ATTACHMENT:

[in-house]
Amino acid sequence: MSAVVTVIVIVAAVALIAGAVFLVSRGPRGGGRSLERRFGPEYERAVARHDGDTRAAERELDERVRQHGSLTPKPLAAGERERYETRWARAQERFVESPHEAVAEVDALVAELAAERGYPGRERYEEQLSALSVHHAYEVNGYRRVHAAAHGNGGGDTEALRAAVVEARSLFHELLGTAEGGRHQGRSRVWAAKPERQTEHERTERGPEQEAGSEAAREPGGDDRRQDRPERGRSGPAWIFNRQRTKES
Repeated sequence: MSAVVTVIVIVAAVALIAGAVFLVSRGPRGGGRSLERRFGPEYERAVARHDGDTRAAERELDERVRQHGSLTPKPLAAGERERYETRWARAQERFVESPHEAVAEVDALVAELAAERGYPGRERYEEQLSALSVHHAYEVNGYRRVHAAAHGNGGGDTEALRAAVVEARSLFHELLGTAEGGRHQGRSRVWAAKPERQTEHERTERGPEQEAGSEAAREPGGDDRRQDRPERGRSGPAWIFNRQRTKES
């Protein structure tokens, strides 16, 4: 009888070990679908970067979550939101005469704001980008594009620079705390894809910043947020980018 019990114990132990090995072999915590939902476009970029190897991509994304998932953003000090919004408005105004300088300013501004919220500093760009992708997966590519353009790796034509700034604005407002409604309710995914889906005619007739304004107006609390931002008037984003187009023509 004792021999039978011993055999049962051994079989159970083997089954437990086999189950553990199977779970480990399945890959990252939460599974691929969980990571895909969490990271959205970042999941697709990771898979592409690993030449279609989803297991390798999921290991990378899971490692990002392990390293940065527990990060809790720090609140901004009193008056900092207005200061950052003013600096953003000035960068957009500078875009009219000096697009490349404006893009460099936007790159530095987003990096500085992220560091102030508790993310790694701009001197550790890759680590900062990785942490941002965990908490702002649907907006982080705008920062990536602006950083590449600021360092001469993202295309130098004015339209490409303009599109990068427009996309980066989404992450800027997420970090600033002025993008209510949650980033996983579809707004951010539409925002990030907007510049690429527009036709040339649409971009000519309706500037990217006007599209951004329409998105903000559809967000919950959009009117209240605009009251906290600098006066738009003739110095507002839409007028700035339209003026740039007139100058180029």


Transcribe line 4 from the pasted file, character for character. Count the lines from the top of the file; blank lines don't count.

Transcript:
């Protein structure tokens, strides 16, 4: 009888070990679908970067979550939101005469704001980008594009620079705390894809910043947020980018 019990114990132990090995072999915590939902476009970029190897991509994304998932953003000090919004408005105004300088300013501004919220500093760009992708997966590519353009790796034509700034604005407002409604309710995914889906005619007739304004107006609390931002008037984003187009023509 004792021999039978011993055999049962051994079989159970083997089954437990086999189950553990199977779970480990399945890959990252939460599974691929969980990571895909969490990271959205970042999941697709990771898979592409690993030449279609989803297991390798999921290991990378899971490692990002392990390293940065527990990060809790720090609140901004009193008056900092207005200061950052003013600096953003000035960068957009500078875009009219000096697009490349404006893009460099936007790159530095987003990096500085992220560091102030508790993310790694701009001197550790890759680590900062990785942490941002965990908490702002649907907006982080705008920062990536602006950083590449600021360092001469993202295309130098004015339209490409303009599109990068427009996309980066989404992450800027997420970090600033002025993008209510949650980033996983579809707004951010539409925002990030907007510049690429527009036709040339649409971009000519309706500037990217006007599209951004329409998105903000559809967000919950959009009117209240605009009251906290600098006066738009003739110095507002839409007028700035339209003026740039007139100058180029």